Freedom is not free
In 2024, citizens will vote in the European Parliament elections. As Commission President Ursula von der Leyen said in her State of the Union address earlier this week: ‘this is a time to decide on what kind of future and what kind of Europe we want’.
However, democracy is under strain from numerous angles: Russia’s invasion of Ukraine, the climate crisis, AI, misinformation, and economic inequalities.
The Commission is resolute in its political commitment to a ‘new push for European democracy’. To meet this top priority, the Commission funds research projects that will nurture, protect, and strengthen democracy – amongst other initiatives. They will also give citizens the means to contribute to this goal, ensuring the next generation are empowered to advance democratic ideals.
From Brussels to Kyiv, democratic values must be at the core of Europe’s future imaginings. The following are a series of projects that are funded by the European Unions’ Horizon Europe framework programme and managed by the European Research Executive Agency (REA).
Democratic Efficacy and the Varieties of Populism in Europe
Populist sentiments and politics are spreading across Europe, dividing society into ‘Us’ and ‘Them’. The EU-funded DEMOS project addresses this challenge, thereby ensuring stability of liberal democracies. This project is funded through the Culture, creativity and inclusive society part of Horizon Europe. Several educational tools were also developed. Zsolt Boda, project coordinator of the DEMOS project, explained: “for instance, we have developed Wing, a game about populism and social change. It aims to help players learn about a possible path to becoming active citizens, to raise awareness of the skills needed to stand up against an authoritarian regime. We expect some of the research findings will have a lasting effect on how we think about populism, and we also hope they may be translated into new legal ideas, interpretations and ultimately decisions”.
Rebuilding governance and resilience out of the pandemic
The COVID-19 pandemic came at the end of a decade of social, economic, and political crises for Europe. It stalled economic recovery and affected democratic politics and governance throughout the continent, calling for institutional transformation at various levels. Also funded through the Culture, creativity and inclusive society part of Horizon Europe, the REGROUP project will provide the EU with actionable advice on how to rebuild post-pandemic governance and public policies in an effective and democratic way. It will do so based on an analysis of the socio-political consequences of the pandemic, and an empirically-informed normative evaluation of it. Bringing together a consortium of 14 institutions, the project aims to achieve a high degree of policy, societal, and scientific impact.
Fostering research to boost democratic practices
Funded under the Marie Skłodowska-Curie Actions programme, the GEM-DIAMOND project will explore the impact of EU instruments on democratic institutions, the rise of alternative models and the existing rising dissensus driven by internal contestation and external competition. The project is part of an ongoing research programme on globalisation, Europe and multilateralism. GEM-DIAMOND will conduct research and deliver training to 15 early career researchers (ECRs) on improved citizens' knowledge and democratic practices.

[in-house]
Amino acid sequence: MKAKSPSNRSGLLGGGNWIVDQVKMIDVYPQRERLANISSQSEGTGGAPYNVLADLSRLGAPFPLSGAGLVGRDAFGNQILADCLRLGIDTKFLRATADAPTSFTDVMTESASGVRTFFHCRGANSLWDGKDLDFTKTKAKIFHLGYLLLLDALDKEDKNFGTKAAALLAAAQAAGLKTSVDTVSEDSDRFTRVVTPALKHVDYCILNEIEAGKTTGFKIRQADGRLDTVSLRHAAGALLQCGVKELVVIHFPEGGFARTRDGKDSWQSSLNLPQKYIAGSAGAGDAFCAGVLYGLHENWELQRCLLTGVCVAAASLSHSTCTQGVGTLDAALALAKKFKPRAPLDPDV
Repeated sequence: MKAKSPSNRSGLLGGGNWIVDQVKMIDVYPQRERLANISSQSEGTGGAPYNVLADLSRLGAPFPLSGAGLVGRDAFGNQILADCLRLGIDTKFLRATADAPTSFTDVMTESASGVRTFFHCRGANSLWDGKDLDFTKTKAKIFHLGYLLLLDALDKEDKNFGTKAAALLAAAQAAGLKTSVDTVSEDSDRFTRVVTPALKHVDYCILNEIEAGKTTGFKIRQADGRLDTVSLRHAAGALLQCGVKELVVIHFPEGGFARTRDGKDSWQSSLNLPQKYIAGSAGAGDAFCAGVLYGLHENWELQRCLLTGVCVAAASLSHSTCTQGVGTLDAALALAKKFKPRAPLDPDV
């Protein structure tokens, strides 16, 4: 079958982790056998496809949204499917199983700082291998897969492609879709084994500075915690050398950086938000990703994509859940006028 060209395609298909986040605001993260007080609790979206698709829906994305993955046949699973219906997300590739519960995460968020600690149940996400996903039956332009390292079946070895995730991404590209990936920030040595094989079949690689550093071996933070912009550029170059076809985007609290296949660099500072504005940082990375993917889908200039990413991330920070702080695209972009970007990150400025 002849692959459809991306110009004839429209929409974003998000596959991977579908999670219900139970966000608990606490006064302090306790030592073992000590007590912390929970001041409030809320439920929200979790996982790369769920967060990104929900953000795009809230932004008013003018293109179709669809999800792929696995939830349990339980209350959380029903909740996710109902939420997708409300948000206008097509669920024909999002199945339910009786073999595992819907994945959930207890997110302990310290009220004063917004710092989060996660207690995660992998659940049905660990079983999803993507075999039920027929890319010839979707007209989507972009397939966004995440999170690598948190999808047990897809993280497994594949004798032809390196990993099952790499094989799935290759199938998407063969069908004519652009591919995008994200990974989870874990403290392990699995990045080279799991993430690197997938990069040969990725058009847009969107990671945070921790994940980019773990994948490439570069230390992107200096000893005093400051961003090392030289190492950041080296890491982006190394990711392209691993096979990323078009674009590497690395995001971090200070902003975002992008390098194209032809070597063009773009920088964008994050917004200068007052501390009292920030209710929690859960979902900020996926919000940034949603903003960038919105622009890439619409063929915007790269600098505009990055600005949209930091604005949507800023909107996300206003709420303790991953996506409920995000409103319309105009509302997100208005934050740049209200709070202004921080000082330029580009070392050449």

Democratic responses to the challenges of deepfakes and infodemics
Generative adversarial networks (GANs) are generative AI models capable of reproducing realistic images, videos and voice outputs. Because they have the potential to create highly realistic content, they can also pose a threat to democracies through the creation and circulation of deepfakes, which spread false information and undermine trust. In this context, the EU-funded SOLARIS project will focus on the challenges and opportunities posed by GANs in the context of democracy. It will study how deepfakes circulate and are trusted by users, thus threatening democratic processes. It will also develop regulatory guidelines about GANs and generative AI for the promotion of democratic engagement. This project is funded through Culture, creativity and inclusive society part of Horizon Europe.
Studying society and the brain to understand youth political engagement
The Marie Skłodowska-Curie Actions funded IP-PAD project (Interdisciplinary Perspectives on the Politics of Adolescence & Democracy) aims to address the understanding of how young adolescent citizens process political information and how this affects their engagement with politics. This engagement is important as trends indicate we have witnessed a decline in youth satisfaction with democracy, while the social and political challenges of climate change, misinformation, declining voter turnout, polarisation and radicalisation raise concerns about the future of liberal democracies in Europe. IP-PAD will fill this gap by studying how the developing adolescent brain in the different socio-political contexts of five European countries underpins the emergence of the social, and eventually, political self.
- Publication date
- 14 September 2023
- European Research Executive Agency